A. ETHIOPIA: THE RURAL SITUATION DURING THE 1970S AND BEFORE

1. Background Information

Ethiopia, a landlocked country, is situated in the Horn of Africa. (See Image- 000: Map of Ethiopia.) It is bordered by Eritrea in the north, Sudan to the west, Kenya to the south, Somalia to the east and Djibouti to the northeast. Its size is 1 100 000 km2, which implies that Ethiopia is the 27th country of the world by size. In the early 1970s its population was estimated at 24 million inhabitants. The 2007 population census recorded that the Ethiopian population had increased in that year to 85 million inhabitants. The capital of Ethiopia is Addis Ababa.

Ethiopia is one of the oldest countries in the world and Africa’s second most populous country. The oldest hominid remains of the world were found in Ethiopia and have been dated at approximately 3 million years ago.

Jumping to historical times, there is evidence of a Semitic speaking people in Ethiopia and Eritrea at least as early as 2000 BC. Amharic the official Ethiopian language belongs to the Semitic language group. Some historians assume that the country was settled round 1100 BC by Sabaean people arriving from present day Yemen and Ge’ez, the ancient Semitic language of Ethiopia is assumed to be derived from the old Sabaean language. However, other historians assume that the first Ethiopian civilization had a true African origin.

Ethiopian dynastic history began with the reign of Emperor Menelik 1 in 1000 BC and continued via the Aksumite Empire from the 4th century AD till the 20th century. The last emperor was Haile Selassie I, who was removed from power in 1974. Today the Amharic form 27% and the culturally related Tigray form 6% of the Ethiopian population. However, due to their important role during Ethiopia’s history, they are considered the most dominating and influential population groups, which explains why Ethiopian’s national language is Amharic.
Initially the country only covered the northern part of present day Ethiopia, but since the 19th century Ethiopia has gradually expanded in the south to the borders of today.
The Europeans considered Ethiopia, during the last two thousand years, as the mysterious country of Prester John, a saint and a king. Several European countries invaded Ethiopia during the 19th and 20th century. In 1868 a British army made an expedition into Ethiopia to free European prisoners from the emperor Tewodros. Italy, which had planned to conquer the country in the 1890s, was badly defeated during the battle of Adwa in 1896 by the Ethiopian army under Emperor Menelik II. Ethiopia was brutally occupied by Benito Mussolini’s Italy from 1936 to 1941, ending with the liberation by British forces in 1941.

Ethiopia was the second earliest country to adopt Christianity during the fourth century AD, after Armenia. Christianity was in 316 AD introduced to Ethiopia by Meropius, a Christian philosopher from Tyre, in present day Lebanon. Some years later St Frumentius of Tyre also called Abba Selama-Father of Peace, converted King Ezana from the Aksum kingdom. Since then the Amharic and Tigray populations of Ethiopia have been Orthodox Christians under the Ethiopian Orthodox Tewahedo Church, which is related to the Coptic Church from Egypt. Actually, till 1950 the Ethiopian patriarch, or Abuna, was sent by the patriarch from Alexandria, Egypt. Today about 65% of all Ethiopians are Christians, among which over 80% of the Amharic and Tigray population. The rock churches of Lalibela and other locations contain beautiful rock paintings, dating from the 12th century and are well known.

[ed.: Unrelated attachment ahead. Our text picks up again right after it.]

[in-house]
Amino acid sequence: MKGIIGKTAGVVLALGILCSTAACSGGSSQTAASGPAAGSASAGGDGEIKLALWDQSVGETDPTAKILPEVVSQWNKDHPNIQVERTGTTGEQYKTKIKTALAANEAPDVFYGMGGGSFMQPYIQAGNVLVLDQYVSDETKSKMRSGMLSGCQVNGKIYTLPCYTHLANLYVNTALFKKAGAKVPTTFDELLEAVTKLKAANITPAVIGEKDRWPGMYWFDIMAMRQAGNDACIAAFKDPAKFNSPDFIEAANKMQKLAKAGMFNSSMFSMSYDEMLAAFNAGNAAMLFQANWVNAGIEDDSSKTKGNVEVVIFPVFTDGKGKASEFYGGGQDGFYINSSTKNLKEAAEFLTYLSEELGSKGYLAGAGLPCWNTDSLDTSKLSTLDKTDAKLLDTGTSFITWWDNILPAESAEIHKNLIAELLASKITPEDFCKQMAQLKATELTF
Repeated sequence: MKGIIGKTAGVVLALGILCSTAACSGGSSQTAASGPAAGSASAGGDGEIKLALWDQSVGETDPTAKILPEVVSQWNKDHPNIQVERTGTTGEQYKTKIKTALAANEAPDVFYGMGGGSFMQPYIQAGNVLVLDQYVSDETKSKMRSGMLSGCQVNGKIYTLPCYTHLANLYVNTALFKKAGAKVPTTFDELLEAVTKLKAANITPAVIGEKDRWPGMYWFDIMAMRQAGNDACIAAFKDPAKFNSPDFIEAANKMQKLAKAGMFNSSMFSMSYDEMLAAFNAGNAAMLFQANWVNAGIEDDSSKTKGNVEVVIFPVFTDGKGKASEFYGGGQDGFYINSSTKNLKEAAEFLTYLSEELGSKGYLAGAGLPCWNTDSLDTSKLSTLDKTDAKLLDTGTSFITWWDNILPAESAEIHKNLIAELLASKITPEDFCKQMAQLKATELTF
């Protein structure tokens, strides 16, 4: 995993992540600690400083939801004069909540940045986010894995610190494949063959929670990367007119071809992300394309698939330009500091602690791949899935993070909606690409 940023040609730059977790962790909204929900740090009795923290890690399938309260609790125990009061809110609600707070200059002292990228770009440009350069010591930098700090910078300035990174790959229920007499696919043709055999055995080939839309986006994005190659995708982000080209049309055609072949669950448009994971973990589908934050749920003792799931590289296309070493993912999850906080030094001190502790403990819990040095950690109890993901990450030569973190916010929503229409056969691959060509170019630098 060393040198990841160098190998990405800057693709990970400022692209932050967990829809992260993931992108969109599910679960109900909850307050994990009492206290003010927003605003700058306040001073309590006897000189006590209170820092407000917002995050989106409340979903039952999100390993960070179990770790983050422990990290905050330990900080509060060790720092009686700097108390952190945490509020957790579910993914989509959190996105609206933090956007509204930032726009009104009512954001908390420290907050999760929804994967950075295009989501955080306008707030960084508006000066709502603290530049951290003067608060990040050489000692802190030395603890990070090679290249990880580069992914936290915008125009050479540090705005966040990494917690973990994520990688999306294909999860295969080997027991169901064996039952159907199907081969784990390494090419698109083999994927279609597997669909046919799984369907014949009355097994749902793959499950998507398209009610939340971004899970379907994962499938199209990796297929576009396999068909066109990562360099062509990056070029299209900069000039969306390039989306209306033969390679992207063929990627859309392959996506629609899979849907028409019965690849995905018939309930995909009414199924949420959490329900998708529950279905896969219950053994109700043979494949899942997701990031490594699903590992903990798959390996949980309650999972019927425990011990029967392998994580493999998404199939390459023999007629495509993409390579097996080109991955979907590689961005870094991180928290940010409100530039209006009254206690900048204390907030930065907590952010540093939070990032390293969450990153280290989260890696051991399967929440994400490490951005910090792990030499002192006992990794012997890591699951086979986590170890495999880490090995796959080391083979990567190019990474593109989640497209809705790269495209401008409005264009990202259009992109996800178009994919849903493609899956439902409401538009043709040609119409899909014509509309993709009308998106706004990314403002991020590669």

Since 640 AD there has been a considerable Islam minority in Ethiopia. Today about 35% of the population is considered to be Muslim. Harar, located in the Ogaden, is the holy Muslim town of Ethiopia.

The Oromo, the Sidamo and other Cushitic speaking people, who originally lived in Kenya, have migrated to Ethiopia since the 16th century. These Cushitic speaking people gradually occupied the southern half of the country. Today the Oromo form the largest cultural group of Ethiopia with 35 % of the population.

Ethiopia is one of the world’s genetic centers for agricultural crops:
According to today’s generally accepted theory of the Russian biologist Vavilov, all agricultural crops were first cultivated and selected in one of the world’s genetic centers, from where these crops were gradually spread to other parts of the world. According to this theory, one finds in the genetic center of a specific crop, the largest genetic variation between the different landraces of this particular species. Ethiopia is an important genetic centre which contributed the following important agricultural crops to the world:

  • Coffee- Coffee Arabica. See images: Images: 160-163,179
  • Teff- Eragrotis tef. Teff is the main Ethiopian cereal crop used for baking of a flat type of bread, which is called injera and is therewith the main staple food of the Ethiopians. Teff is a very healthy food: high in protein, calcium, phosphorus, iron, copper and aluminum.Images:140-141,341-344,410-411,465-467
  • Noug-Guizotia abessynia, an oil crop which produces 50 % of the Ethiopian vegetable oil needs Images:154-156
  • Sorghum-sorghum bicolor, a cereal crop, particularly grown in South Ethiopia. Images=146-151
  • Sesame-Sesanum indica, an oil crop. Though the main sesame genetic center is found in India, it is assumed that Ethiopia is the secondary genetic center for this crop. Images =152-153
  • Ensete ventricosa- False Banana. Ethiopia is also a secondary genetic center for this crop. Flour is made from the pseudostem and corns of Ensete, which are being fermented for several weeks and used for making a type of flat bread.Image=480